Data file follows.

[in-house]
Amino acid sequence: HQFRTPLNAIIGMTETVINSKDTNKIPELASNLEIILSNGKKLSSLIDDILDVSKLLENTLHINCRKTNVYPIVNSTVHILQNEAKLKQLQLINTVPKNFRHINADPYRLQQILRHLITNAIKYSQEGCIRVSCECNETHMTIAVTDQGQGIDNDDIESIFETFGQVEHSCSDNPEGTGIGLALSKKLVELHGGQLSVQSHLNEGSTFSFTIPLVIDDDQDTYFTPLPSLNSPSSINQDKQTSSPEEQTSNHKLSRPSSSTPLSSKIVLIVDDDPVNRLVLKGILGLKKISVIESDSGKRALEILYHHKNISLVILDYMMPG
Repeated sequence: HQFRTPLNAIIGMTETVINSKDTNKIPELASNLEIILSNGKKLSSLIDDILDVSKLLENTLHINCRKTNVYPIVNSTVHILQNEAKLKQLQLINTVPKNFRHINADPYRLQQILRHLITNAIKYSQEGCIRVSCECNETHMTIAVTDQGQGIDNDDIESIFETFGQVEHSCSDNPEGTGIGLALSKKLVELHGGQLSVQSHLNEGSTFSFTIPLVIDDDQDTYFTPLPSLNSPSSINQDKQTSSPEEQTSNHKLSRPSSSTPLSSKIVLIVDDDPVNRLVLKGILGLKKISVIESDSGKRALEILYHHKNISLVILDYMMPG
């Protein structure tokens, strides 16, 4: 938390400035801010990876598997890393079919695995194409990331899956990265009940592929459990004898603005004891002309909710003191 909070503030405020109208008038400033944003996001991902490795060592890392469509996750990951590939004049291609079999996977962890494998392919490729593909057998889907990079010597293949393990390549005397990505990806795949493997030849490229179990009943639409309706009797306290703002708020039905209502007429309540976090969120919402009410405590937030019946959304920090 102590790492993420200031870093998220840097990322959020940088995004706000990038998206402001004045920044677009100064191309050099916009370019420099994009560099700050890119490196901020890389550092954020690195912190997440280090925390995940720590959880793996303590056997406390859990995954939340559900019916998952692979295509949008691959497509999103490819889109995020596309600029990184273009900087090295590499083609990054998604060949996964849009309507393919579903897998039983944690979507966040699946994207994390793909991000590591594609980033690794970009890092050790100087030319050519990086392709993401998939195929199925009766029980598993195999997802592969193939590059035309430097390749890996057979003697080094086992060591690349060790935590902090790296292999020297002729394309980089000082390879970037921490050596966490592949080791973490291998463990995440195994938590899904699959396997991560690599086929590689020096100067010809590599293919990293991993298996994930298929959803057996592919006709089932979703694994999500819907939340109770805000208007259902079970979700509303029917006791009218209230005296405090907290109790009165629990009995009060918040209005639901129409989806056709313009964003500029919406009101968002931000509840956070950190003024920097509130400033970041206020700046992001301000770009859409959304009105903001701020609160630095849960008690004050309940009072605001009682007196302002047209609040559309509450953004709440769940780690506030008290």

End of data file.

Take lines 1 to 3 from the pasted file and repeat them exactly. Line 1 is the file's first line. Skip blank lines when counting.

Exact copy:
[in-house]
Amino acid sequence: HQFRTPLNAIIGMTETVINSKDTNKIPELASNLEIILSNGKKLSSLIDDILDVSKLLENTLHINCRKTNVYPIVNSTVHILQNEAKLKQLQLINTVPKNFRHINADPYRLQQILRHLITNAIKYSQEGCIRVSCECNETHMTIAVTDQGQGIDNDDIESIFETFGQVEHSCSDNPEGTGIGLALSKKLVELHGGQLSVQSHLNEGSTFSFTIPLVIDDDQDTYFTPLPSLNSPSSINQDKQTSSPEEQTSNHKLSRPSSSTPLSSKIVLIVDDDPVNRLVLKGILGLKKISVIESDSGKRALEILYHHKNISLVILDYMMPG
Repeated sequence: HQFRTPLNAIIGMTETVINSKDTNKIPELASNLEIILSNGKKLSSLIDDILDVSKLLENTLHINCRKTNVYPIVNSTVHILQNEAKLKQLQLINTVPKNFRHINADPYRLQQILRHLITNAIKYSQEGCIRVSCECNETHMTIAVTDQGQGIDNDDIESIFETFGQVEHSCSDNPEGTGIGLALSKKLVELHGGQLSVQSHLNEGSTFSFTIPLVIDDDQDTYFTPLPSLNSPSSINQDKQTSSPEEQTSNHKLSRPSSSTPLSSKIVLIVDDDPVNRLVLKGILGLKKISVIESDSGKRALEILYHHKNISLVILDYMMPG